The kinds of serpentine used for jewelry normally are of the antigorite type, including those called bowenite (apple-green, often interspersed with light spots), verd-antique (green interspersed with white calcite or dolomite veins), and williamsite (translucent oil-green often with black inclusions).
Shattuckite - Mohs 3.5

Shattuckite is a relatively rare copper mineral with a deep blue color. It is named after the Shattuck Mine in Bisbee, Arizona, where it was first discovered. Like many of the copper minerals, you may see it more in mixes of copper minerals than by itself. In the pictures above, the first is shattuckite and the second is primarily shattuckite. The third stone is a chrysocolla based mix of copper minerals. Midway on the right edge you can see some of the unique blue color of shattuckite.
Sodalite - Mohs 5.5-6

Sodalite, as most people are familiar with it, is a dark to light blue stone that often has white veins of calcite in it. It can be a component of lapis lazuli and can have a similar appearance, but the tone of blue is different and it does not have any pyrite flecks.

Sodalite does come in other colors, including grays/whites, green, yellow, and pink.

Sodalite Group - a group of related minerals named for the most common member, sodalite. Also includes Hauyne, Lazurite, Nosean.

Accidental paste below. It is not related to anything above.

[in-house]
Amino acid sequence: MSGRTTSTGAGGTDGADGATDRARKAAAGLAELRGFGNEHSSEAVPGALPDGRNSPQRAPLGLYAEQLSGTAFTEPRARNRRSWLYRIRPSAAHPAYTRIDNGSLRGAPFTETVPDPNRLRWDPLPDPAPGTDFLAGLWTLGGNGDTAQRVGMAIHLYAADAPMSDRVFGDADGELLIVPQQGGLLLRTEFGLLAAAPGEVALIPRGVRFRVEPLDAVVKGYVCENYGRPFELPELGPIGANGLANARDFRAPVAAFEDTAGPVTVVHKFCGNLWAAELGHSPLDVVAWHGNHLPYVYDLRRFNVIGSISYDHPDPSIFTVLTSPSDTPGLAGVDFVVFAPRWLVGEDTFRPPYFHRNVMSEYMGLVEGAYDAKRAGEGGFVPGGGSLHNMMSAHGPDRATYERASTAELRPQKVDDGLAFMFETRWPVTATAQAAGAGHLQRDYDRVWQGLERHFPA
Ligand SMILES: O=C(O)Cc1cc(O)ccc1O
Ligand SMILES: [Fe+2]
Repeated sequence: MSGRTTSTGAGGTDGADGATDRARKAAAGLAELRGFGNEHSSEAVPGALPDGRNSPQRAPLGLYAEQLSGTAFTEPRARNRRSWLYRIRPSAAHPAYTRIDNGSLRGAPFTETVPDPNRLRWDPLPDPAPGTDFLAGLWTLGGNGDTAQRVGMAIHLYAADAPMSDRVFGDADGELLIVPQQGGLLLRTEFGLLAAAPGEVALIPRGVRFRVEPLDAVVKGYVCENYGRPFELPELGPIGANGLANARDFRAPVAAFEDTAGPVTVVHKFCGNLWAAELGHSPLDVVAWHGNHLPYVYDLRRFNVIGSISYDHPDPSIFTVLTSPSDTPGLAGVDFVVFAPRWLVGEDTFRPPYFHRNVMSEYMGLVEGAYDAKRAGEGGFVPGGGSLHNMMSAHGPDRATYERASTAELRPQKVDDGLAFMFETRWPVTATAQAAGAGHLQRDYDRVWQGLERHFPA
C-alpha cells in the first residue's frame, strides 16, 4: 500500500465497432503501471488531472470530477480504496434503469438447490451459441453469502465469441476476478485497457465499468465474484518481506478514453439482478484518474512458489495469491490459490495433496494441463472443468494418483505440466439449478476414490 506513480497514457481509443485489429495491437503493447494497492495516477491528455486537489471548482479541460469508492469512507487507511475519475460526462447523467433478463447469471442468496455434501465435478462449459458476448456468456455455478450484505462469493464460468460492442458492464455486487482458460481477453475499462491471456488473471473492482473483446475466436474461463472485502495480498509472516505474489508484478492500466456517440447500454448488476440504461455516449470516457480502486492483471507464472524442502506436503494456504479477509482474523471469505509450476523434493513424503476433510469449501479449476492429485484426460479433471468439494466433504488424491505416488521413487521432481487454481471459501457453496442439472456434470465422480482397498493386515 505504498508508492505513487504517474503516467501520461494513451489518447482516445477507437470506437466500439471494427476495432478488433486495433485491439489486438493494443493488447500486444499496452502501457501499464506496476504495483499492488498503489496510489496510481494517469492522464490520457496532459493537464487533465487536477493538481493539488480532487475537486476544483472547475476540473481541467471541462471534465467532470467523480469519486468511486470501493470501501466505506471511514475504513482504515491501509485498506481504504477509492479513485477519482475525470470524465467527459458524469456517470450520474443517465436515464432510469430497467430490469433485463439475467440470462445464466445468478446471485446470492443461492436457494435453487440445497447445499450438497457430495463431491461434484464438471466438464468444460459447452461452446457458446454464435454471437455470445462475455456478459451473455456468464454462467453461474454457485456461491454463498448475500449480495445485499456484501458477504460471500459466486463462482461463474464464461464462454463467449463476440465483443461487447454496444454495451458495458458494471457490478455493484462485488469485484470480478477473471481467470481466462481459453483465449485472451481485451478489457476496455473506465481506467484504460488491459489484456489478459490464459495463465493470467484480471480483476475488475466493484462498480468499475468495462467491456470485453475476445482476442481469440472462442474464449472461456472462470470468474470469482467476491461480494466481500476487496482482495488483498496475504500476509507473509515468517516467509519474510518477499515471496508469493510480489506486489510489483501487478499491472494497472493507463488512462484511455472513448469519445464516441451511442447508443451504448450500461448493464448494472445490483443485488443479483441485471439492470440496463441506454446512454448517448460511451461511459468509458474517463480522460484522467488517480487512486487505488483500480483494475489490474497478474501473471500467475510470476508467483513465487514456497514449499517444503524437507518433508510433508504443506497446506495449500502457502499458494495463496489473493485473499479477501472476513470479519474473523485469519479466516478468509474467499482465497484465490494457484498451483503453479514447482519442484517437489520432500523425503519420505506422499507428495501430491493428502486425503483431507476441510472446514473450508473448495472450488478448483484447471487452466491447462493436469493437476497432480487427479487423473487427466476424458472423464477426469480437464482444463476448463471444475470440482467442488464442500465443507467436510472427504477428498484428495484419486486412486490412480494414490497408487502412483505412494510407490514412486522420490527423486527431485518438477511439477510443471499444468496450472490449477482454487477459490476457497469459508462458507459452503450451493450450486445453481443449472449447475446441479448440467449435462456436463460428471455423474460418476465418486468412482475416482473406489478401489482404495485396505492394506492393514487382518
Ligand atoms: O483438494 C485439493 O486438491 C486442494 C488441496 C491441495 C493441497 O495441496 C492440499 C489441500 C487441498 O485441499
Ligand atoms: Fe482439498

Sonoran Sunrise (Sonoran Sunset, Sonora Sunrise, Sonoran Sunrise)
See cuprite.
Stalactite, Stalagmite
Mineral formations found on the ceilings and floors of caves. Stalactites are icicle-shaped. They form as minerals precipitate from groundwater seeping through the roof of the cave. As the water falls to the floor of the cave, minerals also precipitate and accumulate there. The mineral deposits on the floor grow upward and are called stalagmites. As they grow, stalactites and stalagmites can meet and create giant columns.
Stibnite (Misspelling: Stebnite)
A steel-gray to silver ore of antimony with a metallic luster. Crystal formations of stibnite can be prized specimens.

Antimony is a metal (or semi-metal, since it is not as shiny and malleable as other metals). One of its leading uses is in the manufacture of flame retardants. It is also used as a pigmant (antimony oxide is brilliant yellow) and as a hardening alloy for lead.
Sugilite - Mohs 6-6.5

Sugilite is wonderfully purple gemstone from South Africa. Although sugilite does occur elsewhere in the world and in other colors, the manganese in the South African stones give them a range of purple from vivid reddish purple to violet (bluish purple) to dark purple. The manganese can also appear as black spots in the stones and you will sometimes see inclusions of bluish-grey richterite. Most sugilite is opaque, but there are truanslucent specimens. When translucent, it is often referred to as "gel" or "gemmy".
Cabochons Index by Name